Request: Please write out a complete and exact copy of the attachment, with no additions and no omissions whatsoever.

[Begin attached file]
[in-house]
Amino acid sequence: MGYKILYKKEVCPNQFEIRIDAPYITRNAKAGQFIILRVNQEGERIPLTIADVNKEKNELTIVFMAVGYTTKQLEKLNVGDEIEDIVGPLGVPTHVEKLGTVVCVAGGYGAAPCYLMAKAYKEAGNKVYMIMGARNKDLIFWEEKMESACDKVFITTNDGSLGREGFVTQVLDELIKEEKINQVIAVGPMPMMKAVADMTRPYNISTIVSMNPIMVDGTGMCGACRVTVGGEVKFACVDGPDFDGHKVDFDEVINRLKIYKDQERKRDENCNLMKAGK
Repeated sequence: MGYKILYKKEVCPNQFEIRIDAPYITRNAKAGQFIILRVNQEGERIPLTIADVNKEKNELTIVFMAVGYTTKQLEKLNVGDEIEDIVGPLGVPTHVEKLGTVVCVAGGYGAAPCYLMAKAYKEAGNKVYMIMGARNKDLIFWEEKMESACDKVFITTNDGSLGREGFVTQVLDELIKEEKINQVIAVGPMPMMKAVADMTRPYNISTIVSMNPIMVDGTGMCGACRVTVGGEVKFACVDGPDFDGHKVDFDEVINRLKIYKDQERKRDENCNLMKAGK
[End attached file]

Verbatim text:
[in-house]
Amino acid sequence: MGYKILYKKEVCPNQFEIRIDAPYITRNAKAGQFIILRVNQEGERIPLTIADVNKEKNELTIVFMAVGYTTKQLEKLNVGDEIEDIVGPLGVPTHVEKLGTVVCVAGGYGAAPCYLMAKAYKEAGNKVYMIMGARNKDLIFWEEKMESACDKVFITTNDGSLGREGFVTQVLDELIKEEKINQVIAVGPMPMMKAVADMTRPYNISTIVSMNPIMVDGTGMCGACRVTVGGEVKFACVDGPDFDGHKVDFDEVINRLKIYKDQERKRDENCNLMKAGK
Repeated sequence: MGYKILYKKEVCPNQFEIRIDAPYITRNAKAGQFIILRVNQEGERIPLTIADVNKEKNELTIVFMAVGYTTKQLEKLNVGDEIEDIVGPLGVPTHVEKLGTVVCVAGGYGAAPCYLMAKAYKEAGNKVYMIMGARNKDLIFWEEKMESACDKVFITTNDGSLGREGFVTQVLDELIKEEKINQVIAVGPMPMMKAVADMTRPYNISTIVSMNPIMVDGTGMCGACRVTVGGEVKFACVDGPDFDGHKVDFDEVINRLKIYKDQERKRDENCNLMKAGK